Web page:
Samsung is releasing a new type of tracking tag that can be attached to just about anything and offers smart location notifications over cellular. The Connect Tag was announced yesterday and is the first of its kind to use narrowband network technology (NB-IoT, Cat.M1). This means it can connect to the internet without consuming too much power, leading to a battery life of up to 7 days on a single charge.

The tag can utilize GPS, WPS, and Cell ID to accurately determine location before relaying it to your phone. It will link up with Samsung's SmartThings hub, and its geo-fence feature can be used to trigger certain actions when the two are in close proximity. For example, if the tag is on your keys, SmartThings could detect that you've arrived home from work and turn the lights on or open the door.


Dimension/Weight 42.1 x 42.1 x 11.9 mm / 25g
Cellular IoT NB-IoT, Cat.M1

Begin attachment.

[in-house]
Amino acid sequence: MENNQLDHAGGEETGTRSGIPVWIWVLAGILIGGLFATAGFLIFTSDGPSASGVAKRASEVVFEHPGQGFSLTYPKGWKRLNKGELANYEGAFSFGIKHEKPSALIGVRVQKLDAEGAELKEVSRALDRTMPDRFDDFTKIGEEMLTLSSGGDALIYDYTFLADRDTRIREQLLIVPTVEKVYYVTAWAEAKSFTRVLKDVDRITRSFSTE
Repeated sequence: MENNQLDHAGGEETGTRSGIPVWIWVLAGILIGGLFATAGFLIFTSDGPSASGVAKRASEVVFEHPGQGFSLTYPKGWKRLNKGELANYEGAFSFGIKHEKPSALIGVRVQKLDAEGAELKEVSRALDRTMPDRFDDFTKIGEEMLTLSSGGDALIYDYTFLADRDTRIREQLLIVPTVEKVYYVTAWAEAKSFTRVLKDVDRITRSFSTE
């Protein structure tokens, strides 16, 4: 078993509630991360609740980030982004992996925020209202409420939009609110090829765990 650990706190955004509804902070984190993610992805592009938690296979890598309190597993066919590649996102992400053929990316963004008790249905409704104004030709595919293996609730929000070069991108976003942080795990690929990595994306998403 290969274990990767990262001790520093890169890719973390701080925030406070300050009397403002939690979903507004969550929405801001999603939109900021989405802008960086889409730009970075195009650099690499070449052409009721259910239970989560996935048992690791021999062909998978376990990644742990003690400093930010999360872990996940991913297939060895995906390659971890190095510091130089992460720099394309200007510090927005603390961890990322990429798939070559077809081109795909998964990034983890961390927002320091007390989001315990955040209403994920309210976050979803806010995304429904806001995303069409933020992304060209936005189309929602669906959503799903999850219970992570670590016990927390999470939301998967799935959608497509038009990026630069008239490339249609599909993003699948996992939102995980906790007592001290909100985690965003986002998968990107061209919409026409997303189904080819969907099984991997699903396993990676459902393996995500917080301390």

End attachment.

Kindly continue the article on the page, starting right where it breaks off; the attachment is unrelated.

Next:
GPS GPS, Glonass
Sensor Accelerometer
Connectivity BLE, Wi-Fi (WPS & FOTA), mUSB 2.0
Battery 300mAh
LED 3 colors status LED
Water/Dust Resistance IP68
OS Tizen IoT
Security TrustZone
OS Support Android 6.0 Marshmallow and above, iOS 10 and above (end of 2017)
Controller App Samsung Connect

You'll find the words "minimize anxiety" twice in Samsung's press release, to emphasize the use of the tag for tracking pets or children. There's a button on the tag that will instantly send its location to a phone, which could be very useful for parents. Periodic location notifications can also be set up. While there are many Bluetooth trackers out there that will help you find things if you have a vague idea where they are, there's nothing that comes close to the Connect Tag in terms of range and battery life, thanks to the new narrowband network tech.

Samsung's tag is small enough to be inconspicuous in most use cases (4.21cm), and it's also waterproof. We'll likely find out more about the device at the Samsung Developer Conference 2017 which starts tomorrow. It will go on sale in Korea soon, before being made available elsewhere "in the coming months." The tag contains an eSIM for data, but it remains to be seen which carrier would be willing to offer a plan for it.